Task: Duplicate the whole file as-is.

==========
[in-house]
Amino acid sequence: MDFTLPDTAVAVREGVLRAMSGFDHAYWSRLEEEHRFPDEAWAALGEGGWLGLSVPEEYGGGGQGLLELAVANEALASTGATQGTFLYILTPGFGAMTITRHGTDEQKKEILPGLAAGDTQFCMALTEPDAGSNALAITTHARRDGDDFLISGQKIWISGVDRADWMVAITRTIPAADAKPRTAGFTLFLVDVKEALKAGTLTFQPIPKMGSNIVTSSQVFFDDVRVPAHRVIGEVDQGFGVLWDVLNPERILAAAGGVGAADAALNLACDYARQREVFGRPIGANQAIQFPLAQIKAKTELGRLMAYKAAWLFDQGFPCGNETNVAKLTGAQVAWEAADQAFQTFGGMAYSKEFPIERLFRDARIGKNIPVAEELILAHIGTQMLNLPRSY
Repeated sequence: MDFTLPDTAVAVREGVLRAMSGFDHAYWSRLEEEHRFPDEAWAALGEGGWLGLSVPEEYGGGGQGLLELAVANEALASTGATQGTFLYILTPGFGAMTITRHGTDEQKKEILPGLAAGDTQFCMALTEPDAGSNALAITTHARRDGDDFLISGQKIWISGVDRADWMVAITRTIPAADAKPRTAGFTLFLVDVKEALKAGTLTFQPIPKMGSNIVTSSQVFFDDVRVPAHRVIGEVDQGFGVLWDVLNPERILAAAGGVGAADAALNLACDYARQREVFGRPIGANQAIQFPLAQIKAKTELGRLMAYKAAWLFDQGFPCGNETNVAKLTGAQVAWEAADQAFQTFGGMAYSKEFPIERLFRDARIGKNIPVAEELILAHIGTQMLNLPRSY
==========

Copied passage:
[in-house]
Amino acid sequence: MDFTLPDTAVAVREGVLRAMSGFDHAYWSRLEEEHRFPDEAWAALGEGGWLGLSVPEEYGGGGQGLLELAVANEALASTGATQGTFLYILTPGFGAMTITRHGTDEQKKEILPGLAAGDTQFCMALTEPDAGSNALAITTHARRDGDDFLISGQKIWISGVDRADWMVAITRTIPAADAKPRTAGFTLFLVDVKEALKAGTLTFQPIPKMGSNIVTSSQVFFDDVRVPAHRVIGEVDQGFGVLWDVLNPERILAAAGGVGAADAALNLACDYARQREVFGRPIGANQAIQFPLAQIKAKTELGRLMAYKAAWLFDQGFPCGNETNVAKLTGAQVAWEAADQAFQTFGGMAYSKEFPIERLFRDARIGKNIPVAEELILAHIGTQMLNLPRSY
Repeated sequence: MDFTLPDTAVAVREGVLRAMSGFDHAYWSRLEEEHRFPDEAWAALGEGGWLGLSVPEEYGGGGQGLLELAVANEALASTGATQGTFLYILTPGFGAMTITRHGTDEQKKEILPGLAAGDTQFCMALTEPDAGSNALAITTHARRDGDDFLISGQKIWISGVDRADWMVAITRTIPAADAKPRTAGFTLFLVDVKEALKAGTLTFQPIPKMGSNIVTSSQVFFDDVRVPAHRVIGEVDQGFGVLWDVLNPERILAAAGGVGAADAALNLACDYARQREVFGRPIGANQAIQFPLAQIKAKTELGRLMAYKAAWLFDQGFPCGNETNVAKLTGAQVAWEAADQAFQTFGGMAYSKEFPIERLFRDARIGKNIPVAEELILAHIGTQMLNLPRSY